IRS Offer in Compromises
Have you filed a tax return(s) with an amount due, and are unable to pay? Has the IRS audited a tax return, within three years from the due date of the return or the date the return was filed, and now assessed you a large amount due?
In general, the IRS is able to collect your unpaid taxes up to ten years from the date in which the tax was assessed. If the IRS has contacted you concerning your liabilities and the IRS feels that you have not worked with them concerning payment, it is likely that the IRS will move forward with enforced collection. Enforced collection would include the filing of tax liens at the registry of deeds, wage levies, levies upon your social security payments, and/or potentially bank account levies.
If you currently owe the IRS a tax liability there are several different options available to you concerning your dealings with the IRS. Such options include entering into a monthly payment agreement with the IRS, attempting to be placed into currently non-collectible status, or filing an offer in compromise.
The IRS’s offer in compromise program has become widely utilized by taxpayers since its start. The purpose of the program is to provide the IRS with a current “snap shot” of your financial status, and based upon this snap shot make an offer to compromise your outstanding liabilities for an amount below the total liability owed. Such factors that get considered by the IRS include, but are not limited to, bank account balances, retirement account balances, equity in property and vehicles, as well as an analysis of any remaining monthly income after applying certain allowable expenses in accordance with the Internal Revenue Manual.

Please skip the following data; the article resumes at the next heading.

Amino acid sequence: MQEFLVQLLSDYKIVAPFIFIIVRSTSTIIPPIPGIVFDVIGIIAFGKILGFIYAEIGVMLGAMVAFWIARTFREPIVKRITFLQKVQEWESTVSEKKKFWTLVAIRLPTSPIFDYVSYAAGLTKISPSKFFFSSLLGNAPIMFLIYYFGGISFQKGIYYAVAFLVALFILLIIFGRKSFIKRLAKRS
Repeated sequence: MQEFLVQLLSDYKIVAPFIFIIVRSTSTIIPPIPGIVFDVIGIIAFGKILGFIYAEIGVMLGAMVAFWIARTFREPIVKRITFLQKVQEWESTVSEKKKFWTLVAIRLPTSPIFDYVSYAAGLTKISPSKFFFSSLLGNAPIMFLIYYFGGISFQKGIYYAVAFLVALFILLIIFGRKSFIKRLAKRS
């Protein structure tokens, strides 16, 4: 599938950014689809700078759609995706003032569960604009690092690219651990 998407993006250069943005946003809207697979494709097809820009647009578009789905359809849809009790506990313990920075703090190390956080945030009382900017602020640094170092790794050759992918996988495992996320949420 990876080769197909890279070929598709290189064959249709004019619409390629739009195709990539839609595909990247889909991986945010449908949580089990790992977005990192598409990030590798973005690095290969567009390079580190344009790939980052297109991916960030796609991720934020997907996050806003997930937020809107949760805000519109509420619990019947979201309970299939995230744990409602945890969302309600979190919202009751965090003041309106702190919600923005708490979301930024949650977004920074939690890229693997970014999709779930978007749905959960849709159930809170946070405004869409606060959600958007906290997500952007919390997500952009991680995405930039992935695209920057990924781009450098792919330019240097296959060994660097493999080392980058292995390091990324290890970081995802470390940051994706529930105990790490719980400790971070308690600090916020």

A compiled offer in compromise packet is sent to the IRS and initially reviewed by an IRS Offer Examiner. The Examiner can choose to accept the offer, provide changes to the figures within the offer, or outright reject the offer. If a solution cannot be achieved with the Offer Examiner, the Taxpayer has the right to appeal the offer to IRS Appeals. An IRS Appeals Officer has a wider range of discretion when reviewing and determining whether to accept an offer in compromise.
If the offer in compromise is accepted, the offer amount must be paid off within a certain time frame. In the majority of cases this period consists of the five months following the offer’s acceptance. The taxpayer must then remain in compliance with the IRS for five years. This compliance requirement includes filing tax returns on time, and not accruing any additional tax liabilities during this five-year period. If a taxpayer with an accepted offer fails to remain in compliance, all liabilities that had been compromised will be reinstated by the IRS.
If you currently owe the IRS tax liabilities, or have been contacted by an IRS official concerning your liabilities, Lake Shore Legal can be of assistance. Our attorneys have vast experience dealing with the IRS and can provide you with insight concerning the best method to move forward. Feel free to contact Lake Shore Legal and allow one of our attorneys to assist you with your tax issue and provide you with information to protect your rights and your assets from potential enforced IRS collections.